The deadline is right around the corner and so my Changing Faces Project is just about completed. After receiving feedback from David I had a few final changes to implement. Some of them were technical issues to do with misalignment from columns and some were design alterations of a more subjective perspective. I made all the essential changes and did some other alterations to compromise between what I had envisioned and what was recommended to me.

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The next stage was printing which caused me some issue as the recommended printer was overcapacity. I found a new printer promptly but was unable to get my work cut to size by them. The cutting process with scalpel and ruler was tense because my crop marks had not printed correctly and £15 and a lot of time was in the balance.

Thankfully my margins were large enough to cover any errors in cutting. I could simply trim slightly closer in to correct for any mistakes. This is something I’ll consider whenever I have to do this in future. The gluing and binding went rather more smoothly with some help and final adjustments could be made one all three spreads were together.

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Here is the finished piece. I was overwhelmed by how perfectly it turned out. The print quality was exceptional which made every tiny detail included and adjustment made, stand out. It really made my work look better than I could have hoped.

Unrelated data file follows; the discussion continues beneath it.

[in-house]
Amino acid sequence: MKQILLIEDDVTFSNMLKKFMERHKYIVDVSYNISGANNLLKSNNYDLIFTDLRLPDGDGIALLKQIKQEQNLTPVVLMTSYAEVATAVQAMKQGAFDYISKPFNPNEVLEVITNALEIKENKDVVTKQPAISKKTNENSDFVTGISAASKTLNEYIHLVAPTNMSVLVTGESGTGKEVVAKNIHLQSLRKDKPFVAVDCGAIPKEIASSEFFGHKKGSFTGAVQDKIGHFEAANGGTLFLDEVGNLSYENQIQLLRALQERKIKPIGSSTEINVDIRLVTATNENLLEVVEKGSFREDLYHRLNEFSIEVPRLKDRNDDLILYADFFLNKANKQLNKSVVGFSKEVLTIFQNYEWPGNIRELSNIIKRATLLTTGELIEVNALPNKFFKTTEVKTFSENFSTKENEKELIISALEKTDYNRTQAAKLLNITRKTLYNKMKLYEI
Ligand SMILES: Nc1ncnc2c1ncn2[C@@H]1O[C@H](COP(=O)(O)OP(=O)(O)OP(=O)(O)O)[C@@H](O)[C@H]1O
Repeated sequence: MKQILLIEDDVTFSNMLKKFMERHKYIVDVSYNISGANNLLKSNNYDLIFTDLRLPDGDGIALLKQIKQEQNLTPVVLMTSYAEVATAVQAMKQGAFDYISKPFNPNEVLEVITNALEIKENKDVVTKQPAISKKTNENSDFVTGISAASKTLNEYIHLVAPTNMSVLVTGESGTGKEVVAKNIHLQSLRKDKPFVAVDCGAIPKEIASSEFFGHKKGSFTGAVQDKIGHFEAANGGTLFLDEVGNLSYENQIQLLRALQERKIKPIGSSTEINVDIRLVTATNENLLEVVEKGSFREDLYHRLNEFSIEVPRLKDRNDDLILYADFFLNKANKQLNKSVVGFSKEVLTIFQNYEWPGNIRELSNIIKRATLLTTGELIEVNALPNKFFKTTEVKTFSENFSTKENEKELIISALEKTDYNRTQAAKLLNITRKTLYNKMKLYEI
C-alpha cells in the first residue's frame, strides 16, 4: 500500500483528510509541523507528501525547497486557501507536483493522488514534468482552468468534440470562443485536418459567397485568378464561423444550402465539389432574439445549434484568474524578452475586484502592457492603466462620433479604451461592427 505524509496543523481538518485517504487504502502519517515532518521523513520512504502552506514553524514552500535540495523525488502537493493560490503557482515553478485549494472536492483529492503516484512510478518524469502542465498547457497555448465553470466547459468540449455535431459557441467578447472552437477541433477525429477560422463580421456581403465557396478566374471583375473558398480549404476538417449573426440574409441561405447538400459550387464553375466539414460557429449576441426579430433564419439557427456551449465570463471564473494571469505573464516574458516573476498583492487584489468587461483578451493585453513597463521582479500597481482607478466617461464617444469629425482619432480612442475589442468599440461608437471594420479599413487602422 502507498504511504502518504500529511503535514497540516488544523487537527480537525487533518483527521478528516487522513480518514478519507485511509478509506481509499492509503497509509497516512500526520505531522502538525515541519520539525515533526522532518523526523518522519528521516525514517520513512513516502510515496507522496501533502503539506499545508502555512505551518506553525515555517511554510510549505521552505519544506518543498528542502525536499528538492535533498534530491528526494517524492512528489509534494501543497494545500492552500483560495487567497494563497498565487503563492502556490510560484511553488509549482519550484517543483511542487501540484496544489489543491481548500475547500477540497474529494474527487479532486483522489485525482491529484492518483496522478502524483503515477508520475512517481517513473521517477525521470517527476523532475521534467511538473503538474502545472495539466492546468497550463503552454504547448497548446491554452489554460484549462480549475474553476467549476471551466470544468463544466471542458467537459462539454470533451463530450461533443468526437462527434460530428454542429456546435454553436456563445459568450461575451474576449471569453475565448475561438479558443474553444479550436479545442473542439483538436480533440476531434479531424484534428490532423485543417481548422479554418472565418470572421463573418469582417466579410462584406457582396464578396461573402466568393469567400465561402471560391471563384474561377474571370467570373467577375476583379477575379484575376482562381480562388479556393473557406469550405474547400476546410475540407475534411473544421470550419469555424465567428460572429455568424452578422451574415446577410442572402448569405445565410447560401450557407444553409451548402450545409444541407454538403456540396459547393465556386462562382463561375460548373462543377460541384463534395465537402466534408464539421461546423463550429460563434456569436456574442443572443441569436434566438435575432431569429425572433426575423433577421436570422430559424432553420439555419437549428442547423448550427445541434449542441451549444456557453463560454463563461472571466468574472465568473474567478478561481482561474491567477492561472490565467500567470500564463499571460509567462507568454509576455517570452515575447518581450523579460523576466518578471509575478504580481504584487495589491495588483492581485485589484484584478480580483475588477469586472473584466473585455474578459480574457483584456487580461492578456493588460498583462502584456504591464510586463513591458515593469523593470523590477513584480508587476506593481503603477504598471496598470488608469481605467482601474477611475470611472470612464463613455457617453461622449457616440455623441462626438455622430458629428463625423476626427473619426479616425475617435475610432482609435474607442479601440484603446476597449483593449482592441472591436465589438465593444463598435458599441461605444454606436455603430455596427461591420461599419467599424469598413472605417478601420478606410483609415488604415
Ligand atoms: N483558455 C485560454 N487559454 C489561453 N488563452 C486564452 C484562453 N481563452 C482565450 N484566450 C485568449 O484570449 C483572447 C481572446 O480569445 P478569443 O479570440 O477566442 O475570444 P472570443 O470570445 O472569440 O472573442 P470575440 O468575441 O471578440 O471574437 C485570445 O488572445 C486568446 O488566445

Across the course of the project my design has fundamentally changed due to constant edits and improvements. It really seems strange the amount of time it took to design three double page spreads. But completed,  it really allows me to understand the difference using professional methods can have. I feel I have learnt a great deal throughout this year and here is the pinnacle of my work. Looking back to the work I produced at the beginning, it really looks quite poor now.

Despite how stressful it was to have to create my own imagery, I’m very pleased it was a condition of the brief. It took ages but I developed my ideas and refined my images to a point where I could not see how to improve upon them. The colour scheme is clear and allows the piece to flow and remain uniform while not being repetitive.

I learnt a great deal from my research, not only into the topic of climate change but into typography and layout design. I am especially happy with the design of my pullout quotes. I used a bold serif font and reduced the leading to near zero, the size of the font allows it to remain clear while being compact, chunky and powerful.

The quality of all the work I have seen during this project has been exceptional and I am eager to see it displayed as part of our end of year exhibition.

Changing Faces – One to One Consultation

Recently we were scheduled one to one meetings with David to discuss our projects and evaluate them. Seeing what ideas we had come up with, looking at how we could refine or build on them, as well as looking for basic errors and misjudgments.

By this point I had a very solid basis for my project. My core ideas had been laid out and begun taking shape. My color scheme or blue/cyan tinted monochrome was solid and my imagery was coming along.

Page 1&2 #5pages 3-4 #5

Still far from a six page spread. The last spread being columned text and nothing more I decided to just leave it out and save some space. Since my last version of this I had entirely redesigned the second spread with my photo series of a dying candle. Details of this can be found in a prior post. Here were the major points of improvement suggested to me.